Woodstock Village, Vermont. Ladies Home Journal described this town as “The Prettiest Small Town in America” by , and few could debate that. It includes a town green surrounded by private homes, churches and the courthouse, with many of these properties listed on the National Register of Historic Places. The Ottauquechee River flows through the town, complete with covered bridges.

Old Annapolis – Photo courtesy of Wikipedia by high limitzz via Flickr.

Annapolis, Maryland. This is one of America’s oldest, most distinguished, and charming communities. ts wonderful charm as an 18th century colonial capital, preserved in the Colonial Annapolis Historic District. The community dates back to 1649 when some Puritan exiles from Virginia settled here. The community boasts that it has the largest collection of 18th century buildings of any U.S. city

The Homer Spit from high above

Homer Alaska. The 49th state has a number of pretty towns like Sitka and Seward. But Homer is spectacular with the Spit that curves out to the Sea, as well as the mountains towering above.

Breckenridge, Colorado. CNTraveler thought Breckenridge is unusually beautiful, and we agree. Like some other ski towns out west, Breckenridge started out as a gold mining town. That history gives it a stock of old buildings to lay on the charm.

Taos, New Mexico. An artsy and entertaining place, Taos has a long history. Pueblo Indians lived here 500 years ago, followed by the Spanish in the 1500s and white settlers in the late 1800s. Taos has been home to a long line of famous artists and writers, from Georgia O’Keeffe to Thornton Wilder.


Traverse City, Michigan. “The Cherry Capital of the World” enjoys a reputation as one of the top arts towns in the country. It also has terrific golf, skiing, and other outdoor activities. Traverse City is also all about water – it is on Grand Traverse Bay and connected to it by the Boardman River and Boardman Lake.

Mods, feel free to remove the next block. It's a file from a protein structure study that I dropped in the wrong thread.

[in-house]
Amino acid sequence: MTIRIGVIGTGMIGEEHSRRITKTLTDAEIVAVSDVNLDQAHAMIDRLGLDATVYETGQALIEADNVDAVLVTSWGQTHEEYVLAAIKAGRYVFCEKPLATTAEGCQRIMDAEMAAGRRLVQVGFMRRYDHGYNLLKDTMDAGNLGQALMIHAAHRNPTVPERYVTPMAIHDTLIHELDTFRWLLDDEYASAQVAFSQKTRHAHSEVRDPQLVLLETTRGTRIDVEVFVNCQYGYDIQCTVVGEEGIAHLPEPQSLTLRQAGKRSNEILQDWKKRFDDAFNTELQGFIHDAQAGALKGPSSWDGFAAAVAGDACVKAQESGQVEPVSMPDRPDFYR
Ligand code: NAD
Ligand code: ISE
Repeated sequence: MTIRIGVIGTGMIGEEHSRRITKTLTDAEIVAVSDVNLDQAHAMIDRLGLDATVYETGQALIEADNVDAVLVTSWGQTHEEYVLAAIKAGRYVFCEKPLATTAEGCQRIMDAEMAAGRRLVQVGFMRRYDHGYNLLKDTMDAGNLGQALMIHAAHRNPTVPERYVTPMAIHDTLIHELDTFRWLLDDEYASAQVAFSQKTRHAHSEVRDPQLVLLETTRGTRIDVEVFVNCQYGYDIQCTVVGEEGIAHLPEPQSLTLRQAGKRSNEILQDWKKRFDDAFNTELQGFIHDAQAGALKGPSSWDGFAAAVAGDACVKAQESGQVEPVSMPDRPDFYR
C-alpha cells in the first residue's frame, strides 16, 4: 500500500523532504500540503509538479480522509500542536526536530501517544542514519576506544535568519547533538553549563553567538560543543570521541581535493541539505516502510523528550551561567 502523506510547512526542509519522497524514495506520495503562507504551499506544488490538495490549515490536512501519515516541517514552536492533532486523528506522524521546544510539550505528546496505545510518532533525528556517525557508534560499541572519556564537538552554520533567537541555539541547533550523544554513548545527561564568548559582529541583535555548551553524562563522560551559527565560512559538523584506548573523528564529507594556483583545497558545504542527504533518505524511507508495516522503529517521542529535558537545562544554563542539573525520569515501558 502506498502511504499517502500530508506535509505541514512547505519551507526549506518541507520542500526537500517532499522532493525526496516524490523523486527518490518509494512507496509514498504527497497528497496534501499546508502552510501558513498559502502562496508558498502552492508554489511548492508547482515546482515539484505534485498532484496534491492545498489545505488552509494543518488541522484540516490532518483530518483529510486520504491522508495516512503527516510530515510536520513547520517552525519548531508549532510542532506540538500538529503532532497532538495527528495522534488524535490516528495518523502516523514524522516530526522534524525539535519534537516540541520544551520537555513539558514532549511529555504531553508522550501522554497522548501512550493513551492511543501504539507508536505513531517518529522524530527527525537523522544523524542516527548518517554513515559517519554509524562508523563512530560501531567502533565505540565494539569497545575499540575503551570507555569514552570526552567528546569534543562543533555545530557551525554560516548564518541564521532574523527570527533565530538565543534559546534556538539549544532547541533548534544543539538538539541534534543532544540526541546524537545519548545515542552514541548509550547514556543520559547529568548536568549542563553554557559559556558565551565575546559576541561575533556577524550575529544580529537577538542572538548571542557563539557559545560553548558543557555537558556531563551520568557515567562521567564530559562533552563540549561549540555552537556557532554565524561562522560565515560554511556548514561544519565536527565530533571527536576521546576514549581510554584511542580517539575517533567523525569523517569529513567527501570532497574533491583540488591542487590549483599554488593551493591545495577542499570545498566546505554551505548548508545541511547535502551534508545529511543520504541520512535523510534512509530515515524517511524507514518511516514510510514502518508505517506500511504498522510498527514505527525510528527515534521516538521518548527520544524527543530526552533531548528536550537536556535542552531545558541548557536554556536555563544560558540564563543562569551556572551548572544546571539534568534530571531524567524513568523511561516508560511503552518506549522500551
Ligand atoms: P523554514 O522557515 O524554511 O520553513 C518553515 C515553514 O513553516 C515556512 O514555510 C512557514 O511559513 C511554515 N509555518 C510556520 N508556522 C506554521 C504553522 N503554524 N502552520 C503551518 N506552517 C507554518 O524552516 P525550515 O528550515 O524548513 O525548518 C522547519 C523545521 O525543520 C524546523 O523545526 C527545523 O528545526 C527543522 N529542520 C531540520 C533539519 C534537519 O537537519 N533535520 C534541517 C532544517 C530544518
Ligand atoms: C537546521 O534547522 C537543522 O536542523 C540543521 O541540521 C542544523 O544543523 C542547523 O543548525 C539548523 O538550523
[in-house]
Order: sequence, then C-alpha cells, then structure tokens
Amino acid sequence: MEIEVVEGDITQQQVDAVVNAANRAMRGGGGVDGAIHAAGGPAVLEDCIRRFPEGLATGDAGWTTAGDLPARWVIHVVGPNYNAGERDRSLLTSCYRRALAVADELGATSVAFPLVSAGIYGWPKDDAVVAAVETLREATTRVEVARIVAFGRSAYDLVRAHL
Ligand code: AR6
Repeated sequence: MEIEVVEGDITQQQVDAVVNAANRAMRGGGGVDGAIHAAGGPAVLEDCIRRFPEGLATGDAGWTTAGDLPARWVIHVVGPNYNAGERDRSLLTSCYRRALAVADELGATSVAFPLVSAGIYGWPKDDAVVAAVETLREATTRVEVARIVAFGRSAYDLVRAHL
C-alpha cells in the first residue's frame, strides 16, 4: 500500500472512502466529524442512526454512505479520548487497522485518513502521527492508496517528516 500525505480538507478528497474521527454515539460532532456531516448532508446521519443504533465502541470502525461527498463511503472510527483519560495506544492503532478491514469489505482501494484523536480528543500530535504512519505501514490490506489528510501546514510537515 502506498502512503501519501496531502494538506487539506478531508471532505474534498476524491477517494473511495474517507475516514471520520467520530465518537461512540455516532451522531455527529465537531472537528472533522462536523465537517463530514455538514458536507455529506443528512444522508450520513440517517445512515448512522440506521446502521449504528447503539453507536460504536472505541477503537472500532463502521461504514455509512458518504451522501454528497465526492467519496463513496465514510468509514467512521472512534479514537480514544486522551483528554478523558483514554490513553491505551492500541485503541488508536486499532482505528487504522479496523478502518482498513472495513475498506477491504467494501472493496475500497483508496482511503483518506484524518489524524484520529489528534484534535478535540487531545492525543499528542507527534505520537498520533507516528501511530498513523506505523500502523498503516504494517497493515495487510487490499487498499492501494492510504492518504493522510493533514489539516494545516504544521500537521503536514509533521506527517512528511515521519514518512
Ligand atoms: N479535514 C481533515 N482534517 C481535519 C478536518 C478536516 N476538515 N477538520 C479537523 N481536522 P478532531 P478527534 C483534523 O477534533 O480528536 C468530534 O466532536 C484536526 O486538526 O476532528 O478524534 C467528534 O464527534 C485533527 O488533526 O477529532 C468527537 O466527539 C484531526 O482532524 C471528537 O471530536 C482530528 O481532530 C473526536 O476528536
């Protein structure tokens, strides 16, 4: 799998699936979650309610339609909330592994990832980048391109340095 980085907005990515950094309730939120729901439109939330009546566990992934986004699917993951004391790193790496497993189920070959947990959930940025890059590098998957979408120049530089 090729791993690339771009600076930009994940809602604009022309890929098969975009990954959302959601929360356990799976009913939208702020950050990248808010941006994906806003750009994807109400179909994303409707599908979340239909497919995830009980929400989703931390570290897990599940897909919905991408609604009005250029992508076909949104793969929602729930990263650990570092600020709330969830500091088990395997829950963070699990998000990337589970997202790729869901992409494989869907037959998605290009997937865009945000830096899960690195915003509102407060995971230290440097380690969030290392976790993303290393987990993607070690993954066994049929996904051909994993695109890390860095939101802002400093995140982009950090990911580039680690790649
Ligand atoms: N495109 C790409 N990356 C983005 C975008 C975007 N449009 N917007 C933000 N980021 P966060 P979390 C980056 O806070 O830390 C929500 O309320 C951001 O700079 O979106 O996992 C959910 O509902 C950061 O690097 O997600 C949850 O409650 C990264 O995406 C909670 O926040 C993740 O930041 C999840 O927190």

Part Two: 13 great suggestions by your fellow members
When we published our recent article about beautiful Edenton, NC, we asked for suggestions about the towns are members feel are exceptionally pretty. These are their recommendations, and we think you will agree we are glad we asked!

Conway, SC is a lovely little town. Located on the Waccamaw River, Conway boasts a thriving downtown full of eclectic shops and eateries. Streets have ancient oak trees with flowing Spanish Moss. It boasts of a wonderful Riverwalk and CCU’s college world series winners. Cultural and educational offerings and festivals drew my husband and I to settle here in retirement. Of course, we are 15 minutes from lovely beaches and none of the tourists. – From Martha F:

Between the hanging moss-covered trees on the boulevards as well as in the numerous town squares, old town Savannah, Georgia is an awfully pretty place to spend some time. My wife and I discovered it 4 years ago and have returned on vacation every summer since. Now it is on our shortlist for a possible retirement location. – From Dave B:

We are retired in Knoxville, TN and just came home from a vacation in South Dakota. we stayed in Spearfish, SD for two weeks and visited all there is to see in South Dakota – Mt. Rushmore, Custer state park, Badlands and on and on and on…. Spearfish is an awesome place. – From George M

I think that Waynesville, North Carolina is worth exploring for a pretty retirement town. It is 25 miles west of Asheville in the Smokies. Population about 10,000. Beautiful views of the mountains everywhere you look (even from the parking lot of the Ingles grocery store!). Very appealing Main Street. A beautiful lake nearby (Lake Junaluska) with a beautiful walking path all the way around it. One town over (Clyde) is Haywood Community College which offers a wonderful selection of affordable continuing education classes. Of special note is their craft classes in their wonderful, new Professional Craft building. There is a growing retirement population here. Housing is still affordable and the weather is very nice with long falls and springs, and short, mild winters. – From Anne B